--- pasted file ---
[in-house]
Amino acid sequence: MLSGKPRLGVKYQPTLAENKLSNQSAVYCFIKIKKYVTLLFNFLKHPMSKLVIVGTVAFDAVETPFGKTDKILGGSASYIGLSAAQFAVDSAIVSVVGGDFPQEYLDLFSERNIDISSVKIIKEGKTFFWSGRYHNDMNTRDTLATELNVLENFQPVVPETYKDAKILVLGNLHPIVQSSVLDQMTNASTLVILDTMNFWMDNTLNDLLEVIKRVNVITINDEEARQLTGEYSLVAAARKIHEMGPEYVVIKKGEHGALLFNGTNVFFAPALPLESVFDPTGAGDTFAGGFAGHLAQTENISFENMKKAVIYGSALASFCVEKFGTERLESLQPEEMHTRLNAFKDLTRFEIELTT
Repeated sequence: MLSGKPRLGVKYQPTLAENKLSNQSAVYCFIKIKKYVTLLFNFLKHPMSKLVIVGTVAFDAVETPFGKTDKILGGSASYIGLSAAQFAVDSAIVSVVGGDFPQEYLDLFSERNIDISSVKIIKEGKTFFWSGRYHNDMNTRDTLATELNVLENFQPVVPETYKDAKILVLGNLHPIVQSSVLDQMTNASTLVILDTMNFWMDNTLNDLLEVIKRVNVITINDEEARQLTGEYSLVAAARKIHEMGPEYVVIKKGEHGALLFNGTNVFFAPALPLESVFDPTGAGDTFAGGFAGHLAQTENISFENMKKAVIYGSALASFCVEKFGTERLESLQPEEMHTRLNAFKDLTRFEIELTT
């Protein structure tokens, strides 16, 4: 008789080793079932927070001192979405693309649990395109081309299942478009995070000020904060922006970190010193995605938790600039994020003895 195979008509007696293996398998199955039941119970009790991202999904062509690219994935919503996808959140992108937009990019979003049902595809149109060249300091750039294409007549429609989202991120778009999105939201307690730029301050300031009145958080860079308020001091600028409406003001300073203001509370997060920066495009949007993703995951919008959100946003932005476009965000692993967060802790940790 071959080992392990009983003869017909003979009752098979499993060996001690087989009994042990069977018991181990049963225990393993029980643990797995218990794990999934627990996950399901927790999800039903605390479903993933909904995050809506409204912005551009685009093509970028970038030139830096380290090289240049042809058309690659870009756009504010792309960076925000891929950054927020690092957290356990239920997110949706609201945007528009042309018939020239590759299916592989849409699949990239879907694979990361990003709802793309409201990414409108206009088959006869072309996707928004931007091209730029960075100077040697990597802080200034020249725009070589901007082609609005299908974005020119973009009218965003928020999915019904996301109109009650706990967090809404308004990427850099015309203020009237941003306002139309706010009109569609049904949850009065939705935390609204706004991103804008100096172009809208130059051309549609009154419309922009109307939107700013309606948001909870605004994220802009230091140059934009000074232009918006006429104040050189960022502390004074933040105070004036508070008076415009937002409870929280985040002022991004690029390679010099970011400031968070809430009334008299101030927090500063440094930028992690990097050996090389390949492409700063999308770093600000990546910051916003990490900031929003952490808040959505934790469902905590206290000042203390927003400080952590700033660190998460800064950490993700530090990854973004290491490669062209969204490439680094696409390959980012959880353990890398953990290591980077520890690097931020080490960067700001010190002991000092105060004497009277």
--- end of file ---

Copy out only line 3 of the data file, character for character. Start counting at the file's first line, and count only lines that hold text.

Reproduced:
Repeated sequence: MLSGKPRLGVKYQPTLAENKLSNQSAVYCFIKIKKYVTLLFNFLKHPMSKLVIVGTVAFDAVETPFGKTDKILGGSASYIGLSAAQFAVDSAIVSVVGGDFPQEYLDLFSERNIDISSVKIIKEGKTFFWSGRYHNDMNTRDTLATELNVLENFQPVVPETYKDAKILVLGNLHPIVQSSVLDQMTNASTLVILDTMNFWMDNTLNDLLEVIKRVNVITINDEEARQLTGEYSLVAAARKIHEMGPEYVVIKKGEHGALLFNGTNVFFAPALPLESVFDPTGAGDTFAGGFAGHLAQTENISFENMKKAVIYGSALASFCVEKFGTERLESLQPEEMHTRLNAFKDLTRFEIELTT